As promised, I’m posting of the presentation I’d been hoping to give at the OOW Unconference Methodology Symposium last week, expanded slightly for the more forgiving medium of a blog. As it turns out, it’s expanded substantially more than I thought, so I’m going to divide it into two parts. This week, I’ll talk about the basics of the methodology, its goals, and the two techniques it relies heavily upon. Next week, I’ll talk about the actual development process it specifies.
“Extreme Reusability” (the name is not mine, but rather Chris Muir’s; however, I decided I like it) is an idea for an ADF development methodology for mid-sized teams (generally around 4-20 developers) that I’ve been recently expanding on. Continue reading Extreme Reusability, Part I
Last week, I talked about ways to get many (though not all) of the benefits of service-oriented architecture (SOA) without the overhead of web service invocations by composing your applications out of smaller reusable applications. This week, I’m going to talk about a way to get a different subset of the benifits of SOA (without web services) in ADF 11g, using shared application module instances.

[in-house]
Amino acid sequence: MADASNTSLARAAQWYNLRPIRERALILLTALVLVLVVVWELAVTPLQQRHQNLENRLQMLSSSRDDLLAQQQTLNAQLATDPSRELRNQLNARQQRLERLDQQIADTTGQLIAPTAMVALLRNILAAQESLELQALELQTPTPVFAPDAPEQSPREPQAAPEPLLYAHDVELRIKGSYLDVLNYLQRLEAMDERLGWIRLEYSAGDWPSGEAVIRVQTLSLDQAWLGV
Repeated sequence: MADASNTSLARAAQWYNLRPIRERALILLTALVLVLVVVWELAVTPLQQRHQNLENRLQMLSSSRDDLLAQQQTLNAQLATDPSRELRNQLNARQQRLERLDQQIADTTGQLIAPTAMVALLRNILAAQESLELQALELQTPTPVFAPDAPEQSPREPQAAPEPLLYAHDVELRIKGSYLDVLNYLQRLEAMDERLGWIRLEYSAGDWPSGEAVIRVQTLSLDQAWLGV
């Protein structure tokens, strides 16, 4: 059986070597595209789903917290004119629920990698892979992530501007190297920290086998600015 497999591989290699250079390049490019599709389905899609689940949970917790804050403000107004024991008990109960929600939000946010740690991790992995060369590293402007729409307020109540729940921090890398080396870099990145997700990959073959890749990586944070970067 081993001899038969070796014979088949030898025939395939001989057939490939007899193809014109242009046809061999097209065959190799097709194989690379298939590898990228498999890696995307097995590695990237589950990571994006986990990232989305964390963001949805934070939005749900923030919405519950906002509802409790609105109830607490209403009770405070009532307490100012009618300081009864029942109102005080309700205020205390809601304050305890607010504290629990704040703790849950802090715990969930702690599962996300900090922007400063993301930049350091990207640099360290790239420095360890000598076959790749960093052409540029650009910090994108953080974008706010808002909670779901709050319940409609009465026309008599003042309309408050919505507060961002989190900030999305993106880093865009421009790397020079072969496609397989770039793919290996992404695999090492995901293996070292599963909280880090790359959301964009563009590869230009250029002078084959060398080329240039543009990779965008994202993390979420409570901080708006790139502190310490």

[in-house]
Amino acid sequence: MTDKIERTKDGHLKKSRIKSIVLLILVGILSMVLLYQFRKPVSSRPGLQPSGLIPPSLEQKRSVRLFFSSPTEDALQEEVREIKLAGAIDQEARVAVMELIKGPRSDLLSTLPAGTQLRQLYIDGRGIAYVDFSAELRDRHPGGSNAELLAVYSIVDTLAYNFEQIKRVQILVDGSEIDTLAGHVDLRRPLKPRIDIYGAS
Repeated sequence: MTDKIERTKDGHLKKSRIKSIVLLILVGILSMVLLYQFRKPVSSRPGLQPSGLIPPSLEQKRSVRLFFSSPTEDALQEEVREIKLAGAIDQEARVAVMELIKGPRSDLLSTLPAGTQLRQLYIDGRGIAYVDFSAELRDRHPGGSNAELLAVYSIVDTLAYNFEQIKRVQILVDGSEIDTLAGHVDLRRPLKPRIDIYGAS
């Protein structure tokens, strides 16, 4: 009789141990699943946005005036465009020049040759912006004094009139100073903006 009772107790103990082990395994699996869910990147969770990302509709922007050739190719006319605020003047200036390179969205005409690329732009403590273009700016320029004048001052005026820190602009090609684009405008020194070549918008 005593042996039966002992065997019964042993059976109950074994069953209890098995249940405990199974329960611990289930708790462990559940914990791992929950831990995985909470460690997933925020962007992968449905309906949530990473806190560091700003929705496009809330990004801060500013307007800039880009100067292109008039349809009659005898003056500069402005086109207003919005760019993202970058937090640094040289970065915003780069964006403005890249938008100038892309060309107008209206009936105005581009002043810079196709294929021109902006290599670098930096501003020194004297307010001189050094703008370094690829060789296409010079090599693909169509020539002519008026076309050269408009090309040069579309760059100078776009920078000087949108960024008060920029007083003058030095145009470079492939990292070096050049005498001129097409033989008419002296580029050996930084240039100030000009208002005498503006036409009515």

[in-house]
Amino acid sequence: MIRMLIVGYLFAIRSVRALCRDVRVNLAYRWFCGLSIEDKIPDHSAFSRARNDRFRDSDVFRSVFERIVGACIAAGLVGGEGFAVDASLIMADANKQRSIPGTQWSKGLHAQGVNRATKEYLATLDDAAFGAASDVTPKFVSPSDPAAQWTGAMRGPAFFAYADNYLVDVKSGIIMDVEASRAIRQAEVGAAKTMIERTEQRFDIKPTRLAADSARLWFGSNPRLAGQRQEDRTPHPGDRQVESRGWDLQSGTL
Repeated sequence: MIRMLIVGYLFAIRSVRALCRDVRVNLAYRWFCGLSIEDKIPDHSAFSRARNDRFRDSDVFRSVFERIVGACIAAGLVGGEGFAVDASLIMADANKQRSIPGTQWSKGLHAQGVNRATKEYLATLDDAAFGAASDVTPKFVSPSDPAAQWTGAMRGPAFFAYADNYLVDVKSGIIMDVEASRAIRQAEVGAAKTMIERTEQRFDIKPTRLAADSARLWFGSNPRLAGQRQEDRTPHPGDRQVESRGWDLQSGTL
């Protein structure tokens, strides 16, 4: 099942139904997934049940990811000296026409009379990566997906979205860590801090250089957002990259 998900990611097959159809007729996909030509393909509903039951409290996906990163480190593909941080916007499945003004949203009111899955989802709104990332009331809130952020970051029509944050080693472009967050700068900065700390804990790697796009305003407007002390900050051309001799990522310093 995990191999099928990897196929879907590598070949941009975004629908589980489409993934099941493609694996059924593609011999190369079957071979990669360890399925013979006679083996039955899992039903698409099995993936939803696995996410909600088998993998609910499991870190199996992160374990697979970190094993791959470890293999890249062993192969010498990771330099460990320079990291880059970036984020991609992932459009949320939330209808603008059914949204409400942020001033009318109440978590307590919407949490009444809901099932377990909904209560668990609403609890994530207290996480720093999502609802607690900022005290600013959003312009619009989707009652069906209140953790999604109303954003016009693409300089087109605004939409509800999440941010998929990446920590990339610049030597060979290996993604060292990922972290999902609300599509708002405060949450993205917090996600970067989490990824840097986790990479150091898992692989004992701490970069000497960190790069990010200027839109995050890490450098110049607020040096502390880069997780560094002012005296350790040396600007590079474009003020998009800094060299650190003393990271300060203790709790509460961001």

In my very first post on this blog, I talked about service-oriented architecture (SOA), and how, while I thought it was extremely appropriate for a certain range of cases, the overhead involved in web service invocation made it very inappropriate for an equally wide, if not wider, range of cases.
Today, I want to talk a bit about an ADF 11g alternative to SOA that still gives you many of its benefits without the web service invocation overhead: reusable applications. (Next week, I’ll talk about another SOA-in-spirit mechanism that ADF 11g provides: Shared application module instances.) Continue reading SOA Without the S, Part I: Reusable Applications
Web services are great. They allow for loose coupling between applications that use different technologies, are developed and hosted by different organizations, are asynchronous with one another, and so on…all for the low, low price of encoding the request, sending the request over HTTP, deserializing the parameters, serializing the result, sending the result over HTTP, and decoding the result. Well, OK, not that low a price. But what you get for it is pretty impressive.
Sevice-Oriented Architecture (SOA) is the idea of structuring entire applications around web services. Business service implementations are deployed entirely separately from one another and from view/controller implementations, and published as web services. Applications that need to retrieve, analyze, or change data contact the web services to do so. Lots of people love SOA. I’ve even met a fair number who love SOA so much that they think it’s the only reasonable architecture for enterprise applications.
Now, don’t get me wrong here. I’m not anti-SOA. Continue reading SOA What?